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Michele Bachmann, evangelical feminist?
June 27th, 2011
06:09 PM ET

Michele Bachmann, evangelical feminist?

By Dan Gilgoff, CNN.com Religion Editor

(CNN) - If Hillary Clinton, the woman who came closest to becoming a major party presidential nominee, is a feminist icon, could something similar be said of Michele Bachmann, who officially launched her presidential campaign on Monday?

Bachmann is seldom described in those terms; the conservative Minnesota congresswoman and Tea Party darling might cringe at the feminist label.

But some religion and politics experts say that she exemplifies an evangelical feminism that is producing more female leaders in Christian nonprofits, businesses, and education and politics, even as more traditional gender roles prevail in evangelical homes and churches.

“It’s not that evangelical feminism is entirely new,” says R. Marie Griffith, director of the John C. Danforth Center on Religion & Politics at Washington University in St. Louis. “But this lack of fear going into top positions of power is new and astonishing and exciting for this segment of the population.”

Though evangelical women have long been involved in political activism, including helping to lead the temperance movement and campaigning for and against women's right to vote, seeking the White House is a more recent and dramatic step.

“It’s a trend that was started by Sarah Palin,” Griffith said, referring to the former Alaska governor, who was the Republican vice presidential nominee in 2008.

D. Michael Lindsay, a scholar who has studied evangelical leaders, says that evangelical feminism largely followed the trend in secular feminism, even if it was delayed by a decade or so.

“Evangelicals are not traditionally the innovators in gender roles, so they’re not going to be at the vanguard,” says Lindsay, who was recently appointed president at Gordon College and who wrote the book Faith in the Halls of Power. “But they also don’t trail too far behind.”

Lindsay says that evangelical feminism took off in the 1980s, pointing to Ronald Reagan tapping Elizabeth Dole, a Christian with strong connections in the evangelical world, to be his secretary of transportation as one example.

George W. Bush, meanwhile, appointed evangelical women to top roles in his presidential administration, including Karen Hughes as a top adviser and Condoleezza Rice as secretary of state.

At the same time, there are distinctions between evangelical and secular feminism. Many female evangelical leaders, for instance, talk of being called by God to pursue professional careers.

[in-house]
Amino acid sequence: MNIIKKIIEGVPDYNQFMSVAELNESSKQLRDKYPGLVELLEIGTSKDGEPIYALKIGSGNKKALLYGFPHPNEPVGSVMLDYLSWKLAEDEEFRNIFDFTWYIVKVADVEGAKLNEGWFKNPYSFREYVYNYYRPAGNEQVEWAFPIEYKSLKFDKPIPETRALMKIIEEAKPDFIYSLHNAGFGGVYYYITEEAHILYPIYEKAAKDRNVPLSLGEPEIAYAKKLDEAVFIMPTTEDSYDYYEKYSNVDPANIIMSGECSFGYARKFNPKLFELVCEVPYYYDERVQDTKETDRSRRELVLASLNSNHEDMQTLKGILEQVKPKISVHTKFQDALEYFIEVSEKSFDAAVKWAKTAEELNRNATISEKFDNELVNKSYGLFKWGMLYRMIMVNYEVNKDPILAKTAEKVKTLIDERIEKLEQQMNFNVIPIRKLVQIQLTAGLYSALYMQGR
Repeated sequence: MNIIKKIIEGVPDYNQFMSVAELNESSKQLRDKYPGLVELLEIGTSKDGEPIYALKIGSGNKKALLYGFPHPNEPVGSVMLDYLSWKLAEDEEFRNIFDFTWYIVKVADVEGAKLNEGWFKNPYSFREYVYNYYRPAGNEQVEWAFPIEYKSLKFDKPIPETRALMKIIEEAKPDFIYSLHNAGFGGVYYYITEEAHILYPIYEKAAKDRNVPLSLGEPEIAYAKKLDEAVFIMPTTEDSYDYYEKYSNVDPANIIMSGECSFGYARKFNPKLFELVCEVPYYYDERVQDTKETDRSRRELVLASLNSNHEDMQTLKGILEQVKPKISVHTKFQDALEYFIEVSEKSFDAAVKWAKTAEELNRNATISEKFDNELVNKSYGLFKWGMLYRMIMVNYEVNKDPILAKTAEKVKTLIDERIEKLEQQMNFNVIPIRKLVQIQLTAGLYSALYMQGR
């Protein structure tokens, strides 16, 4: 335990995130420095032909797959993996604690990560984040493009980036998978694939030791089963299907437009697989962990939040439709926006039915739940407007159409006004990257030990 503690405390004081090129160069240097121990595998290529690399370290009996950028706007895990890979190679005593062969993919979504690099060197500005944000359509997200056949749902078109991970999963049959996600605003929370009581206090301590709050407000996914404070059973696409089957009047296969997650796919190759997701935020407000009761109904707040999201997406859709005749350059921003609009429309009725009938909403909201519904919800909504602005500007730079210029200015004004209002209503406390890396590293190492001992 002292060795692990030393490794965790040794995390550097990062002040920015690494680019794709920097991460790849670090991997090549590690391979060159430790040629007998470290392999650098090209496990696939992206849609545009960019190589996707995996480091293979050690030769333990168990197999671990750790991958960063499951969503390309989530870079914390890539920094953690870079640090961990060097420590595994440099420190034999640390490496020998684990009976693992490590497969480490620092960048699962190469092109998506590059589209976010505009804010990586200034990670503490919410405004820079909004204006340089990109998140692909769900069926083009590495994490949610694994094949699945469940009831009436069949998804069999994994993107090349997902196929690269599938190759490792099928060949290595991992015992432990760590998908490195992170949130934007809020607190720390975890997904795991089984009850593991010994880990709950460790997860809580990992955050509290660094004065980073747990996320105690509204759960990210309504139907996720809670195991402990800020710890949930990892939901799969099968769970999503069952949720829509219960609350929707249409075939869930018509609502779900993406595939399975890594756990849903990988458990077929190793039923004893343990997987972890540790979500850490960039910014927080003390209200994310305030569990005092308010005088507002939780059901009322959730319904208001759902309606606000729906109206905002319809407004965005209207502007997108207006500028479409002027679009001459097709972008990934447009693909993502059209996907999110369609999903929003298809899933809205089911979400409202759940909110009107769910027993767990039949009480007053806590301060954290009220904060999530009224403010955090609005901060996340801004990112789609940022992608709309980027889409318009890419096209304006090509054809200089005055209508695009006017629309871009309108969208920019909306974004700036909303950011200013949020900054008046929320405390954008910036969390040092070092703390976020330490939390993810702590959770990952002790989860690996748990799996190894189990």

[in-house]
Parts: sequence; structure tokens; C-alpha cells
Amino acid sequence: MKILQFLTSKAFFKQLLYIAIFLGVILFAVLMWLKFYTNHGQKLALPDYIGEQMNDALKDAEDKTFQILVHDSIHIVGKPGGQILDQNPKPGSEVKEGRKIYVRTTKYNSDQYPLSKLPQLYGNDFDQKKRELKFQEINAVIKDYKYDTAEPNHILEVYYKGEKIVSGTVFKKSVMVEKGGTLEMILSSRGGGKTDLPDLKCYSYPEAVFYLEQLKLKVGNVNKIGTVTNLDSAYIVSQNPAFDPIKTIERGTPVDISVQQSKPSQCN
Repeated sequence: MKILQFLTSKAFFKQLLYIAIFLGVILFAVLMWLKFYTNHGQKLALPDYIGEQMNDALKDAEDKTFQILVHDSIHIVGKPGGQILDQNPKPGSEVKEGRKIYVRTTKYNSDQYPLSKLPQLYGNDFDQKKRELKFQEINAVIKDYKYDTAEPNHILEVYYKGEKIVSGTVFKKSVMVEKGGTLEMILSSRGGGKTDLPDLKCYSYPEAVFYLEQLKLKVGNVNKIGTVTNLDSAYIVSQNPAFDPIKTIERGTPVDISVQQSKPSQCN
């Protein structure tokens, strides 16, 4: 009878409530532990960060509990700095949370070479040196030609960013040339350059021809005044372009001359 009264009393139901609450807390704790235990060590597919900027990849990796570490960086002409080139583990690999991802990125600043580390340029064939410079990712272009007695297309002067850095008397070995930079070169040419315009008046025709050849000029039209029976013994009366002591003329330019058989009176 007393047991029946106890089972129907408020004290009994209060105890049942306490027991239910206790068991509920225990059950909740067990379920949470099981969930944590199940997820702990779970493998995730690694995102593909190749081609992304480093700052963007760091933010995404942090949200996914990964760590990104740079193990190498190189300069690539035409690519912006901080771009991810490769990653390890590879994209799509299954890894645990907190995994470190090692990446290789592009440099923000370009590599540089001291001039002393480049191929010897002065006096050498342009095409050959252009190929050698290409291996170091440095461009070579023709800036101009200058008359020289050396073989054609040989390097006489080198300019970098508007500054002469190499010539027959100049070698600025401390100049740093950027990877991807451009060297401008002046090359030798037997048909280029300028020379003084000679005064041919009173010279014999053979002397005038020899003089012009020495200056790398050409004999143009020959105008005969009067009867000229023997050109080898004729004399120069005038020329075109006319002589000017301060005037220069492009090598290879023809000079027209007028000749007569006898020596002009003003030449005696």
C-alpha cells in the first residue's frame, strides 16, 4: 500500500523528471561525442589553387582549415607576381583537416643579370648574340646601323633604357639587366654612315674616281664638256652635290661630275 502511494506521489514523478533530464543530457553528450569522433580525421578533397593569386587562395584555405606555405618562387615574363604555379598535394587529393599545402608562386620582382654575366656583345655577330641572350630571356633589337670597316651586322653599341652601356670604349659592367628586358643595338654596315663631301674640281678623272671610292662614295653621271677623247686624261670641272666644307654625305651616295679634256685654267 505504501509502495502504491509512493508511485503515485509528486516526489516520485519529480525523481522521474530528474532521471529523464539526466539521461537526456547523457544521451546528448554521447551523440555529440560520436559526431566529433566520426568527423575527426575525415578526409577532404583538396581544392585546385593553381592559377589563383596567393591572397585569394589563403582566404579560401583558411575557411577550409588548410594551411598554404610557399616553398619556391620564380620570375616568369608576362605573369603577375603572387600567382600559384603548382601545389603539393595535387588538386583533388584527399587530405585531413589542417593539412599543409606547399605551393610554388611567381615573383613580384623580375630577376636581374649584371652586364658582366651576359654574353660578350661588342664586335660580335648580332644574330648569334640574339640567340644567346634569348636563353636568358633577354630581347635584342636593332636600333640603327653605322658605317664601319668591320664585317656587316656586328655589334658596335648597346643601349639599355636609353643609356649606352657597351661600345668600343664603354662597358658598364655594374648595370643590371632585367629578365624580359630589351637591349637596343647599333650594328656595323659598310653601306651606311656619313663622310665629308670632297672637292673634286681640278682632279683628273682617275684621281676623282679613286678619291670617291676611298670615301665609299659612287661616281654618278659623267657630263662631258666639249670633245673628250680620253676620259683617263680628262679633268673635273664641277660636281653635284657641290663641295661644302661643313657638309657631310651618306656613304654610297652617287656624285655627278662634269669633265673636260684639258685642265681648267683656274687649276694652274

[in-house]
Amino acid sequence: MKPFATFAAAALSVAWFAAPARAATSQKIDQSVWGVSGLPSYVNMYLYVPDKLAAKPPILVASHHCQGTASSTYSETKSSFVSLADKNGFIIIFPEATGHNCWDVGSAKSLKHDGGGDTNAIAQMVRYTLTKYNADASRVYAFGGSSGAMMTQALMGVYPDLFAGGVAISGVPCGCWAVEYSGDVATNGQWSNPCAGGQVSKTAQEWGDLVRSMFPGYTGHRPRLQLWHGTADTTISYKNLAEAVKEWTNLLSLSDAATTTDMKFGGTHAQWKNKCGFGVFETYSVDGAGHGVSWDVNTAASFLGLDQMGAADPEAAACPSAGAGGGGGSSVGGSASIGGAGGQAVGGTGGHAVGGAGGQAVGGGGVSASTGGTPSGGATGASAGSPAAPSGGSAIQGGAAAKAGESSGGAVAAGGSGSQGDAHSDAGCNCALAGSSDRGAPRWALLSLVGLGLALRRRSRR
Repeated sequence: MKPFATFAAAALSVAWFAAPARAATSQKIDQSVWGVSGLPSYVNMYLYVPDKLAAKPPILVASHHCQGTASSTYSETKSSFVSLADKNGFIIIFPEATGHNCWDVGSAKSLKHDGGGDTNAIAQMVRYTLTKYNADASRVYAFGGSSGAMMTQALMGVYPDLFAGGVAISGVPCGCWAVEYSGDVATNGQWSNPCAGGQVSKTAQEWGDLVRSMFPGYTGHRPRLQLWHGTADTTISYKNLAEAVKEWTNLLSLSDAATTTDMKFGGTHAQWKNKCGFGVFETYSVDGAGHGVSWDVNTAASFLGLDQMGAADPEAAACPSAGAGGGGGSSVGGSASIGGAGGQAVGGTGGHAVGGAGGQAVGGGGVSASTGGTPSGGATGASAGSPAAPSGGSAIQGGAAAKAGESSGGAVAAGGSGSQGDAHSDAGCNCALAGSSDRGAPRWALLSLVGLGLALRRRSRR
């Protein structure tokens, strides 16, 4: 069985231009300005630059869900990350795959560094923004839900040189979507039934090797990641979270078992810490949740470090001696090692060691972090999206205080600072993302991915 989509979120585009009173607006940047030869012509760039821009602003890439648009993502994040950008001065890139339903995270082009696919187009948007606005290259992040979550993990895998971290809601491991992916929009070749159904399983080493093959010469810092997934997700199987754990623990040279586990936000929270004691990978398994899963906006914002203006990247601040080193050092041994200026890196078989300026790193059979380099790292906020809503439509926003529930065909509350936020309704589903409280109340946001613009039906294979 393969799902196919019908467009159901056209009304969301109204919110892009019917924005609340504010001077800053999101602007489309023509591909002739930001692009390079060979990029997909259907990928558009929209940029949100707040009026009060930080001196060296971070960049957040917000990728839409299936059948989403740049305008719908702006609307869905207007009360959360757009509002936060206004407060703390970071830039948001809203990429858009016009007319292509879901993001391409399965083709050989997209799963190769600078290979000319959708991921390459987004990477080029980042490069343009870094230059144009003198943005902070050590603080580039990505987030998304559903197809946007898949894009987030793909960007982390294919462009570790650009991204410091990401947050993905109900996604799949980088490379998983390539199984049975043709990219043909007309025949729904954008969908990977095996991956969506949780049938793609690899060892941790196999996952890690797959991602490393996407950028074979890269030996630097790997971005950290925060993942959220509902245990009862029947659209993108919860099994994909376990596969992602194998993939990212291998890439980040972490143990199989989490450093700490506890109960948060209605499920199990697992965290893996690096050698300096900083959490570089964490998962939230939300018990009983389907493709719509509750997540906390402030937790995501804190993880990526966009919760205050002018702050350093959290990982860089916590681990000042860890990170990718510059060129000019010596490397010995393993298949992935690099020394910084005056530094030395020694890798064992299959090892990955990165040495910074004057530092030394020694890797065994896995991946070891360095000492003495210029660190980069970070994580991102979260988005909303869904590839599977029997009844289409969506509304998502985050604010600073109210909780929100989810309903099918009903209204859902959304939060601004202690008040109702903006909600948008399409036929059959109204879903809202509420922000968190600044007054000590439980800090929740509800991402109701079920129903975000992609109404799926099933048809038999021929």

“This idea of women being out in the world when they’re doing God’s work – that’s the key,” says Griffith, who is author of God's Daughters: Evangelical Women and the Power of Submission. “You have to be called.”

Bachmann, an evangelical Lutheran, has talked of being called to run for president.

“When I pray, I pray believing that God will speak to me and give me an answer to that prayer, and so that’s what a calling is,” she told CBS News on Sunday, explaining that she had prayed about her decision to seek the presidency. “If I pray, a calling means that I have a sense from God which direction I’m supposed to go.”

Another difference between some evangelical and secular feminists is a public emphasis on motherhood. Bachmann’s political identity is constructed largely around her role as a mother of five kids and her experience of taking in 23 foster children.

Palin, who was raised in the Pentecostal tradition, has also emphasized her role as mother, frequently discussing her children and famously using the term “mama grizzlies” to describe female political candidates for whom she campaigns.

Lindsay says that the motherhood angle could be refreshing to evangelical voters, who constitute a majority of the Republican electorate in early states like Iowa and South Carolina.

“A lot of male evangelical politicians have trumpeted family values, but we’ve seen time after time how many break their marriage vows and have tense relationships with their kids,” he says.

“When you’re the mother of four or five kids up there talking about how their commitment to politics stems from your commitment to kids, which is true for both Palin and Bachmann, that resonates with people who are skeptical of American politics.”

The emphasis that some women evangelical leaders place on motherhood appears to be connected to women taking on more prominent roles in the antiabortion movement, which is closely tied to the evangelical subculture.

“There were a lot of women who were representing the old guard abortion center feminism and there were very few pro-life women who were credentialed in state legislatures and running at the federal level,” says Marjorie Dannenfelser, president of the antiabortion group Susan B. Anthony List, describing the organization’s founding 20 years ago.

Dannenfelser’s group works to elect women candidates who oppose abortion rights, raising roughly $11 million in the 2010 election cycle.